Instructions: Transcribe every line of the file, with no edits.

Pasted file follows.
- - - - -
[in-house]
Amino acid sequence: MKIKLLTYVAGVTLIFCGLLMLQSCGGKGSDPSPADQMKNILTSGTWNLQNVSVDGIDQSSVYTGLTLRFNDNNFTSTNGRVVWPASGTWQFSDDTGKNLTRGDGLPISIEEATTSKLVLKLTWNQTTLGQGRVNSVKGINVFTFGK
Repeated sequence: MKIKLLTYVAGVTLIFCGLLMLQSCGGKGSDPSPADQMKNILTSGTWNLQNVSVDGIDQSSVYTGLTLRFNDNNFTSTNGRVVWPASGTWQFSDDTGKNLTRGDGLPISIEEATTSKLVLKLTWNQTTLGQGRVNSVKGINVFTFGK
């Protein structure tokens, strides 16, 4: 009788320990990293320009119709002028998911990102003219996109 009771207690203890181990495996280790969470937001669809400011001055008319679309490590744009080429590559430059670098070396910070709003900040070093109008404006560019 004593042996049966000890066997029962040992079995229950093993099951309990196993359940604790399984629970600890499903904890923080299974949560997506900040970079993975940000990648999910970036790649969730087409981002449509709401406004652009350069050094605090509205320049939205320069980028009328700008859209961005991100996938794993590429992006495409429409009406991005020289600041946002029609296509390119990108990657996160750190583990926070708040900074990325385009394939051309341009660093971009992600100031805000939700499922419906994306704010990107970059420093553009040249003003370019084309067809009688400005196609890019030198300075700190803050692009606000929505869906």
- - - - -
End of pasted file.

[in-house]
Amino acid sequence: MKIKLLTYVAGVTLIFCGLLMLQSCGGKGSDPSPADQMKNILTSGTWNLQNVSVDGIDQSSVYTGLTLRFNDNNFTSTNGRVVWPASGTWQFSDDTGKNLTRGDGLPISIEEATTSKLVLKLTWNQTTLGQGRVNSVKGINVFTFGK
Repeated sequence: MKIKLLTYVAGVTLIFCGLLMLQSCGGKGSDPSPADQMKNILTSGTWNLQNVSVDGIDQSSVYTGLTLRFNDNNFTSTNGRVVWPASGTWQFSDDTGKNLTRGDGLPISIEEATTSKLVLKLTWNQTTLGQGRVNSVKGINVFTFGK
């Protein structure tokens, strides 16, 4: 009788320990990293320009119709002028998911990102003219996109 009771207690203890181990495996280790969470937001669809400011001055008319679309490590744009080429590559430059670098070396910070709003900040070093109008404006560019 004593042996049966000890066997029962040992079995229950093993099951309990196993359940604790399984629970600890499903904890923080299974949560997506900040970079993975940000990648999910970036790649969730087409981002449509709401406004652009350069050094605090509205320049939205320069980028009328700008859209961005991100996938794993590429992006495409429409009406991005020289600041946002029609296509390119990108990657996160750190583990926070708040900074990325385009394939051309341009660093971009992600100031805000939700499922419906994306704010990107970059420093553009040249003003370019084309067809009688400005196609890019030198300075700190803050692009606000929505869906």